Lithium carbonate prices began to top out around 500,000 yuan ($105,560) a tonne in mid-March after the Chinese government called for higher output from local miners and refiners.
From a demand perspective, a rise in covid cases in major cities Shanghai and Beijing has hampered demand, supply chains and optimism.
Interestingly Pilbara Minerals (ASX: PLS) completed its fourth Battery Material Exchange auction on Wednesday.
The company said it intends to accept the highest bid of US$5,650/dmt for a 5,000 dmt cargo.
As far as spodumene pricing goes, this is one of the highest we've seen since Allkem's (ASX: AKE) March report which said it expects June quarter pricing to be approximately US$5,000 dmt.
Looking ahead, spodumene prices are expected to stay relatively high and keep lithium chemical prices buoyant into the second-half of 2022, according to S&P Global Platts.
"Shanghai may come out of lockdown in May. There may be pent-up demand," a trader said, expecting better demand moving into May.
China's Ministry of Finance said on Thursday that it will cut import tariffs for coal to zero (from current 3-6%) from 1 May through to 31 March, 2023.
"The tariff cuts will make no difference to Indonesian coal imports, as the tariff rates have been at zero, and no impacts on Australian coal due to imports ban," said a Beijing-based coal trader, according to Reuters.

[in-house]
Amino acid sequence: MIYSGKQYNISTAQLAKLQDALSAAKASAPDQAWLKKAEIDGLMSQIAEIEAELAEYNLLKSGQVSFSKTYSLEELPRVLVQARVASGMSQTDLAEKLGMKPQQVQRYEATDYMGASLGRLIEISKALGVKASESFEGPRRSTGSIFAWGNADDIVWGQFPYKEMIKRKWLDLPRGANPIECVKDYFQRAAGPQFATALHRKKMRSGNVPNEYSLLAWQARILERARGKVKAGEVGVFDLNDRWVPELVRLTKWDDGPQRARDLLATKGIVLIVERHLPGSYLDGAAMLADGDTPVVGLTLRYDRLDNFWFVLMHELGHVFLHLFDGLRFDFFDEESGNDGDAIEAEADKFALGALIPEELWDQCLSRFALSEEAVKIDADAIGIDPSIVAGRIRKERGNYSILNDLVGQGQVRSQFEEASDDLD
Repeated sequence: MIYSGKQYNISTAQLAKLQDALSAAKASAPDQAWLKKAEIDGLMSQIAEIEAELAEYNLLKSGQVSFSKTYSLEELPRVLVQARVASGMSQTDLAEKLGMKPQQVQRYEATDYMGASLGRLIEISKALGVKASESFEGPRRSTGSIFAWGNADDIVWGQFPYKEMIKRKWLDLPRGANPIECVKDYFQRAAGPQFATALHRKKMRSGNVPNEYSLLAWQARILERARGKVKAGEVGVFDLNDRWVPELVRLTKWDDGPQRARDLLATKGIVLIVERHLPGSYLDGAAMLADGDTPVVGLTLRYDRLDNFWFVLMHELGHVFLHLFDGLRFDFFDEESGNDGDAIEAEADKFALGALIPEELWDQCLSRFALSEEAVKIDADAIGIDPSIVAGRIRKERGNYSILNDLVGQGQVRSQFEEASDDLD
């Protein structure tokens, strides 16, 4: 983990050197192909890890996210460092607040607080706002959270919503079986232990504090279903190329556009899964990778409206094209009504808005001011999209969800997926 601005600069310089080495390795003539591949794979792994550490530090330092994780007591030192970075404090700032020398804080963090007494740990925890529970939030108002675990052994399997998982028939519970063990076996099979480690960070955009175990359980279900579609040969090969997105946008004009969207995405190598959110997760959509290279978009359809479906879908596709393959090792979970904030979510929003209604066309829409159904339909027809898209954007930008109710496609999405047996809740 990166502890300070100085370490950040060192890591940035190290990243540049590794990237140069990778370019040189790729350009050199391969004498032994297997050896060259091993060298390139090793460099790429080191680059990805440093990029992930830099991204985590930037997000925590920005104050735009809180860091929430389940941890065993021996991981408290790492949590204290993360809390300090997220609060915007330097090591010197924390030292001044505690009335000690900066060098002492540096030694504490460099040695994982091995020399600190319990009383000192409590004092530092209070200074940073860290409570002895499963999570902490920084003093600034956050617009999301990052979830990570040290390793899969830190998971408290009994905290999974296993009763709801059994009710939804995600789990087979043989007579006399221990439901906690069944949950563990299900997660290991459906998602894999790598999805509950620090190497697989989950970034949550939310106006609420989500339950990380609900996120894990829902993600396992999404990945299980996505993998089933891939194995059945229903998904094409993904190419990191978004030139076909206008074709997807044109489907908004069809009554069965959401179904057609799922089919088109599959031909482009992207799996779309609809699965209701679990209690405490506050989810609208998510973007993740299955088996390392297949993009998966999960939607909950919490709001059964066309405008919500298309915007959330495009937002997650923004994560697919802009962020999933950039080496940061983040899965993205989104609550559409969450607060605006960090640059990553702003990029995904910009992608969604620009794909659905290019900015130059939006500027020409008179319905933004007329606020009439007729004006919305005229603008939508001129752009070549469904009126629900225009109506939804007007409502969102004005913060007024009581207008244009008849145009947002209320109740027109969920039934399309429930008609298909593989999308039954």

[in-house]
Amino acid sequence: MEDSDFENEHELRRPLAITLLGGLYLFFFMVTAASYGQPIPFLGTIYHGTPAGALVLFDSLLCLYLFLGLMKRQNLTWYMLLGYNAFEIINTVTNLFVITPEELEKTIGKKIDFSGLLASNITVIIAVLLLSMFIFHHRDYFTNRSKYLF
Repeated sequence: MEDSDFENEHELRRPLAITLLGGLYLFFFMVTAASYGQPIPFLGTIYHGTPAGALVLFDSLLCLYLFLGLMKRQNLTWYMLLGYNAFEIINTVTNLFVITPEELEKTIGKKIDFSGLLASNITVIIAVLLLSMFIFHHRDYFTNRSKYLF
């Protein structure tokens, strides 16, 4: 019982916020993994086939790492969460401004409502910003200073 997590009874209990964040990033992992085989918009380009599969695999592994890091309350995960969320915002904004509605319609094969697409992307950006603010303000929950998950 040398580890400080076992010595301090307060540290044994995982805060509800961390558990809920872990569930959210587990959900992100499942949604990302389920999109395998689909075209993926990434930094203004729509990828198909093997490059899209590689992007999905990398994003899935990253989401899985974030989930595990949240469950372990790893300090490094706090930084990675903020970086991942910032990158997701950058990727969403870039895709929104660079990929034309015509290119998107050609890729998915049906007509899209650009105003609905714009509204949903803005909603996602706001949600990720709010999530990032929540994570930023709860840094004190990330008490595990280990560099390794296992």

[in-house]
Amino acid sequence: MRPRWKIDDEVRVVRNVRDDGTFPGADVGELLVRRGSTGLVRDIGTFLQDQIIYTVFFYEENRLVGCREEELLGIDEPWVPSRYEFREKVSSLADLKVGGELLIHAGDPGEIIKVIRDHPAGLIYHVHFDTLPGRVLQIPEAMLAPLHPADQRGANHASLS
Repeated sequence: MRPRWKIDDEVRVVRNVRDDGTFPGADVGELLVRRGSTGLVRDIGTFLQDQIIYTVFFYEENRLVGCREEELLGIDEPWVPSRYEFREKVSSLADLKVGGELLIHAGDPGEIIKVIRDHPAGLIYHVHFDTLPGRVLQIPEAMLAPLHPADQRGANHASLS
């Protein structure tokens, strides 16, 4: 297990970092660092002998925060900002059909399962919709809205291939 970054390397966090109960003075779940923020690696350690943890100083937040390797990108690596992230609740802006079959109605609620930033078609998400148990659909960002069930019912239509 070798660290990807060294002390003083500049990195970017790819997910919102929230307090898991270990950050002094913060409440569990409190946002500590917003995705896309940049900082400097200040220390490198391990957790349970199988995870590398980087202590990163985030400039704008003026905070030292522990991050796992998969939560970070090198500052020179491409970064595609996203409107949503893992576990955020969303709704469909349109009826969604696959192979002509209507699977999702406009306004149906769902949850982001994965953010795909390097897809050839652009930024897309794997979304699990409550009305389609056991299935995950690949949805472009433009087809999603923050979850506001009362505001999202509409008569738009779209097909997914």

The Indian Government is also seeking to boost coal imports to meed demand amid a severe fuel crisis as inventories slump to 9 year lows.
Coal prices remain elevated, even though prices are beginning to moderate around US$325 a tonne.
Alongside a bullish demand environment, these stocks are poised to deliver more than 30% free cashflow yield in FY22 alongside massive dividends and potential buybacks.
Gold has been one of the most frustrating assets to watch.
It's got all the right ingredients to run well beyond US$2,000 but continues to chop back and forth, even faking a breakout last month.
The US dollar index hit its highest level since 2002 on Thursday after the Bank of Japan doubled-down on its 'infinite QE policy', buying endless amounts of bonds every session.
The general rule of thumb is when the value of the dollar increases, the price of gold tends to fall.
"With the dollar continuing to see such strong support in these turbulent times, the yellow metal may remain under some pressure. The break of the mid to late March support isn’t ideal and the next big support falls around US$1,850," said Oanda senior market analyst, Craig Erlam.
Finance Writer & Social Media
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